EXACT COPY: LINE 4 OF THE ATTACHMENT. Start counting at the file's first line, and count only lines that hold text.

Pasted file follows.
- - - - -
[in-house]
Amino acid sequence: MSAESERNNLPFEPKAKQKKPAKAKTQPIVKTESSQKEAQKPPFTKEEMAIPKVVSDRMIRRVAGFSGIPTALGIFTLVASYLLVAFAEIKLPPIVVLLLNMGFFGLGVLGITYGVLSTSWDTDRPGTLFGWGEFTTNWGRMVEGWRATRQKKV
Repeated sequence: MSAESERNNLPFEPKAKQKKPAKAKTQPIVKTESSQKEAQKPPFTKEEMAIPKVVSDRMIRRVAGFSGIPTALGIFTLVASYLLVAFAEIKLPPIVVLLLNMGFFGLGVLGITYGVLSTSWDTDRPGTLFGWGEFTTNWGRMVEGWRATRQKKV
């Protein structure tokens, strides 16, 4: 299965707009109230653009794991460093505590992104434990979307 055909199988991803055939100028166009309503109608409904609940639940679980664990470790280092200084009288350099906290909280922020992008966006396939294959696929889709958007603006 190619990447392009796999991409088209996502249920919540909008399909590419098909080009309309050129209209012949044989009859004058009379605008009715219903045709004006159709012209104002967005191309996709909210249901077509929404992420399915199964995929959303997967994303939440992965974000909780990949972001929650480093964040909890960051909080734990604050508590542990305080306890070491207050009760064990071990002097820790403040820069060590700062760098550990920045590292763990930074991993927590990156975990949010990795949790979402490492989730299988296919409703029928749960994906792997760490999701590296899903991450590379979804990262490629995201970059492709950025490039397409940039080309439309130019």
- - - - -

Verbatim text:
């Protein structure tokens, strides 16, 4: 299965707009109230653009794991460093505590992104434990979307 055909199988991803055939100028166009309503109608409904609940639940679980664990470790280092200084009288350099906290909280922020992008966006396939294959696929889709958007603006 190619990447392009796999991409088209996502249920919540909008399909590419098909080009309309050129209209012949044989009859004058009379605008009715219903045709004006159709012209104002967005191309996709909210249901077509929404992420399915199964995929959303997967994303939440992965974000909780990949972001929650480093964040909890960051909080734990604050508590542990305080306890070491207050009760064990071990002097820790403040820069060590700062760098550990920045590292763990930074991993927590990156975990949010990795949790979402490492989730299988296919409703029928749960994906792997760490999701590296899903991450590379979804990262490629995201970059492709950025490039397409940039080309439309130019």